With The King of Staten Island, director Judd Apatow weds his usual comedic formula to the star and origin story of Saturday Night Live comedian Pete Davidson. Davidson shows enough charisma and presence to carry the movie, but the Apatow formula is wearing thin. Also, the script isn't especially funny, nor does the film allow Davidson to do most of what he's good at. And like much of the Apatow filmography, The King of Staten Island, at 136 minutes, is about a half hour too long.
The Pete Davidson story is widely known at this point. A Staten Island native whose father was killed in the 9/11 attacks, when Davidson was just seven, he joined SNL at age 20, contributing a chaotic energy that's mostly at odds with how the show has operated for most of that time. Davidson has also made frequent news for his romances—most notably with Ariana Grande—and his battles with drug addiction, mental illness, and one public suicide attempt, all of which he's addressed in frequent Weekend Update monologues.
Apatow's movie is based on a version of Davidson's life that keeps the tragic back story of the dead father, depression and drug use, but subtracts the part where he became an actor and comedian, got famous at age 20, and dated starlets. Instead, Davidson's character remains a Staten Island stoner layabout approaching his late-20s, still depressed due to unresolved grief over his father's death, while his greatest ambition is to become a tattoo artist.
Much of The King of Staten Island is a hangout movie, with Davidson's Scott Carlin getting into various plotless adventures with his friends (led by the appealing former Disney Channel actor Moises Arias.) The plot finally gets going when his mom (Marisa Tomei) starts dating a firefighter (comedian Bill Burr), leading Davidson to begin spending time with a group of older firemen (including real-life ex-fireman Steve Buscemi), who both instill a sense of purpose and help him come to terms with his father's death. It's the story of an immature protagonist, who gradually summons the will to get his shit together, at least enough to get his professional life in order and finally commit to a monogamous relationship.
If that sounds familiar, it's because Judd Apatow has gone to this particular well many times before, with The 40 Year-Old-Virgin, Knocked Up, Funny People and Trainwreck, all of which also starred a lead actor who was stepping into movie stardom for the first time. And like those movies, The King of Staten Island combines raunch and sexuality with overarching values that are traditional and conservative: Scott needs to be around the firemen to learn how to become a real man and t embrace maturity.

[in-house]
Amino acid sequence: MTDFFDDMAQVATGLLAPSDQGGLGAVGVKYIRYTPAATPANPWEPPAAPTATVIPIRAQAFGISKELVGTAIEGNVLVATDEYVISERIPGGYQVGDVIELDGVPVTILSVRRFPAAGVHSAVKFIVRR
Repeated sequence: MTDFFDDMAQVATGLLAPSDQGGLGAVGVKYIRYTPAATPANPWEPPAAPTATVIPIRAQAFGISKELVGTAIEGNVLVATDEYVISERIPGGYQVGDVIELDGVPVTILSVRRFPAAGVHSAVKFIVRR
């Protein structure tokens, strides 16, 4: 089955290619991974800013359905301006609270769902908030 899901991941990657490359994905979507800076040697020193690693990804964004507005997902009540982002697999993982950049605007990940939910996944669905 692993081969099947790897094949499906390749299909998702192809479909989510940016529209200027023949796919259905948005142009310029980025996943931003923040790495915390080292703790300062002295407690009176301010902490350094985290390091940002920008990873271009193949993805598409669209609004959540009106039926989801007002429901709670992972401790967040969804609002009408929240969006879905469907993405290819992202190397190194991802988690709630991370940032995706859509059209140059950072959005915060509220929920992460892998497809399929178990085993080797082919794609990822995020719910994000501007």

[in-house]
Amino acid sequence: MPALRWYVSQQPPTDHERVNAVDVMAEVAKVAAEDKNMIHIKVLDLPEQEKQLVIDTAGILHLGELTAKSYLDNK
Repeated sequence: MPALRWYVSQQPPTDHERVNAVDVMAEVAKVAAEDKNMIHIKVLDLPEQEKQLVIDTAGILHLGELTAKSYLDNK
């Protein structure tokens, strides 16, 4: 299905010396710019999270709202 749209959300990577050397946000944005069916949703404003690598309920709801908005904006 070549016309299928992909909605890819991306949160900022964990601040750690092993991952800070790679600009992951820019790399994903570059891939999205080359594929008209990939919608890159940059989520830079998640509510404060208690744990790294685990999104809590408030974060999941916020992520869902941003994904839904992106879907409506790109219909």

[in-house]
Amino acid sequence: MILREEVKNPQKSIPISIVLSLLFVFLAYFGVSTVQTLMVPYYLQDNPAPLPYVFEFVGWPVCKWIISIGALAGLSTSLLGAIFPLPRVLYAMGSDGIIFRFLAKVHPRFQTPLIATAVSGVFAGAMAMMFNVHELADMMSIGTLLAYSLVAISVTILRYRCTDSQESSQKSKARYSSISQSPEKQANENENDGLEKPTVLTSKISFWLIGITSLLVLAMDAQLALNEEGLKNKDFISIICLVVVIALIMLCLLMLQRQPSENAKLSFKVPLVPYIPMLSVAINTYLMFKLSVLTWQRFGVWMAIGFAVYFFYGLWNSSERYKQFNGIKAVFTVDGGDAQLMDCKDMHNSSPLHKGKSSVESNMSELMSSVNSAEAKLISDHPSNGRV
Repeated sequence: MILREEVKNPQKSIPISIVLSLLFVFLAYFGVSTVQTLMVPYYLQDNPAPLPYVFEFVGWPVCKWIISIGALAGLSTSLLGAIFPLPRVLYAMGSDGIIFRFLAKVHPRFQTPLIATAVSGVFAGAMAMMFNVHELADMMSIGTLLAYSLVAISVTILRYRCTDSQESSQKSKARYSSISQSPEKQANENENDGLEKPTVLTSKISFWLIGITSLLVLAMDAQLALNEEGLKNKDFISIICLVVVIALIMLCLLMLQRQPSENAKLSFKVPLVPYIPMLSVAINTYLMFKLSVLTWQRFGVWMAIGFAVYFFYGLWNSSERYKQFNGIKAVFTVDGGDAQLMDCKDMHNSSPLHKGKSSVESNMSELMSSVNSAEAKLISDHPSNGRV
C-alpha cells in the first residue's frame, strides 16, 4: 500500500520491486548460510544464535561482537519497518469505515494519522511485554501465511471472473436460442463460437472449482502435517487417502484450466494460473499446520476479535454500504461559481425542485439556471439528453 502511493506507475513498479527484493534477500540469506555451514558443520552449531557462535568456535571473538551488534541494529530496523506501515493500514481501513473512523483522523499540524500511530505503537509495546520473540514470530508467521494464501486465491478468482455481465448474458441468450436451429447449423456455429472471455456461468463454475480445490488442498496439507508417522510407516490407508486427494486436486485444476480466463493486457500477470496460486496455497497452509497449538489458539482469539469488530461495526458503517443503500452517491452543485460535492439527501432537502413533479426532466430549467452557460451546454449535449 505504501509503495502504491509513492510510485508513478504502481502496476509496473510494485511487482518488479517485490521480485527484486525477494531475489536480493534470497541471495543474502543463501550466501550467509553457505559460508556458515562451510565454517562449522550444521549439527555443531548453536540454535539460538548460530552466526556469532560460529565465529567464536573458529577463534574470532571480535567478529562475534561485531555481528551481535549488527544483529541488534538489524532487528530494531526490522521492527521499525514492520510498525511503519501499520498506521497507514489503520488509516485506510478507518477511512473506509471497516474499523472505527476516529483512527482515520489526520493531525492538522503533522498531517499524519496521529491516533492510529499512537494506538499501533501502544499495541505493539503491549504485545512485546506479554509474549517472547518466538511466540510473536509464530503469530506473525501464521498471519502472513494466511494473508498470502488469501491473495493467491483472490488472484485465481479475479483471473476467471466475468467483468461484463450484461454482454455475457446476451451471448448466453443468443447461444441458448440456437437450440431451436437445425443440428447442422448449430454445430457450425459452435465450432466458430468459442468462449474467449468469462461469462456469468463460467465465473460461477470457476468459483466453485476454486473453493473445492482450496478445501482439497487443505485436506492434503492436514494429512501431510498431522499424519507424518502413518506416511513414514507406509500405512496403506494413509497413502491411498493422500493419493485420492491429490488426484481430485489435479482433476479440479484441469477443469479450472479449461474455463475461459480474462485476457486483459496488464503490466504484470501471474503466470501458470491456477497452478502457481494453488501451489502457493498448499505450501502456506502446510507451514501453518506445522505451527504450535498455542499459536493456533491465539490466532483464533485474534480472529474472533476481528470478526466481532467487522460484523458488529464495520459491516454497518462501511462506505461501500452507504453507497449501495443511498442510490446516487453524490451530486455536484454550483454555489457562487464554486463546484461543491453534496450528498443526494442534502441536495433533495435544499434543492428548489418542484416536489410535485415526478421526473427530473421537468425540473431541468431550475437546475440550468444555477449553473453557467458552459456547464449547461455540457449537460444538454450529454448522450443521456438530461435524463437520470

There are some differences from the older movies. This film gets a little bit heavier, as it deals with the character's mental illness, and it's about a working class protagonist, which is also a departure (see the director's This is 40, in which Paul Rudd and Leslie Mann dealt with "financial woes" while living in a massive mansion.) But overall, it's the same general outline, except there are considerably fewer laughs.
The cast is strong top to bottom. Davidson is a charismatic lead actor who appears to have a future in movies, while Bel Powley, the English actress best known for The Diary of a Teenage Girl, just about walks away with the movie as a love interest, who puts on a flawless Staten Island accent. With Tomei, Davidson has the same outer-borough mother figure as Spider-man—while the director's daughter Maude Apatow plays Davidson’s sister, having stated very unconvincingly that she was required to audition for the role. The great Pamela Adlon has a small bit as Burr's ex-wife. And Burr's character, despite being a Staten Island firefighter, is nevertheless from Boston and a vocal hater of the Yankees. Burr must have that in his contract rider at this point.
While The King of Staten Island isn’t great, Davidson will likely have more movie star staying power than Amy Schumer, who never starred in another good movie after Apatow's Trainwreck.